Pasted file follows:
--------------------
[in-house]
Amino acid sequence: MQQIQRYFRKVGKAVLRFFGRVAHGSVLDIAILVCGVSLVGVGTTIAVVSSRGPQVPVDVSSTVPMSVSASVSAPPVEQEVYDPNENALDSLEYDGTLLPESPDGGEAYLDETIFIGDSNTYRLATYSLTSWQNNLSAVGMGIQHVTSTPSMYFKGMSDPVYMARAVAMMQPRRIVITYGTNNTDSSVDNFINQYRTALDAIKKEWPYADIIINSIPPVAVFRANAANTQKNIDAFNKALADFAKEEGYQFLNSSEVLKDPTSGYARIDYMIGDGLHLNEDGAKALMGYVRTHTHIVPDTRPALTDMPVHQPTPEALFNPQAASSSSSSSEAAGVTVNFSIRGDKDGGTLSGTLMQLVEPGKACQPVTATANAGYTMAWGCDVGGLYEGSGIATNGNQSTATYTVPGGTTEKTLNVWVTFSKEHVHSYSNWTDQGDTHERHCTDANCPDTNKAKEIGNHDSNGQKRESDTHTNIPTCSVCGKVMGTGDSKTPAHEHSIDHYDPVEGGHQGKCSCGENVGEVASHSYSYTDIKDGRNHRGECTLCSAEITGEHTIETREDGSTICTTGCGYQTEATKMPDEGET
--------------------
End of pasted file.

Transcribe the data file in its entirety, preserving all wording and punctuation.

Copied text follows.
[in-house]
Amino acid sequence: MQQIQRYFRKVGKAVLRFFGRVAHGSVLDIAILVCGVSLVGVGTTIAVVSSRGPQVPVDVSSTVPMSVSASVSAPPVEQEVYDPNENALDSLEYDGTLLPESPDGGEAYLDETIFIGDSNTYRLATYSLTSWQNNLSAVGMGIQHVTSTPSMYFKGMSDPVYMARAVAMMQPRRIVITYGTNNTDSSVDNFINQYRTALDAIKKEWPYADIIINSIPPVAVFRANAANTQKNIDAFNKALADFAKEEGYQFLNSSEVLKDPTSGYARIDYMIGDGLHLNEDGAKALMGYVRTHTHIVPDTRPALTDMPVHQPTPEALFNPQAASSSSSSSEAAGVTVNFSIRGDKDGGTLSGTLMQLVEPGKACQPVTATANAGYTMAWGCDVGGLYEGSGIATNGNQSTATYTVPGGTTEKTLNVWVTFSKEHVHSYSNWTDQGDTHERHCTDANCPDTNKAKEIGNHDSNGQKRESDTHTNIPTCSVCGKVMGTGDSKTPAHEHSIDHYDPVEGGHQGKCSCGENVGEVASHSYSYTDIKDGRNHRGECTLCSAEITGEHTIETREDGSTICTTGCGYQTEATKMPDEGET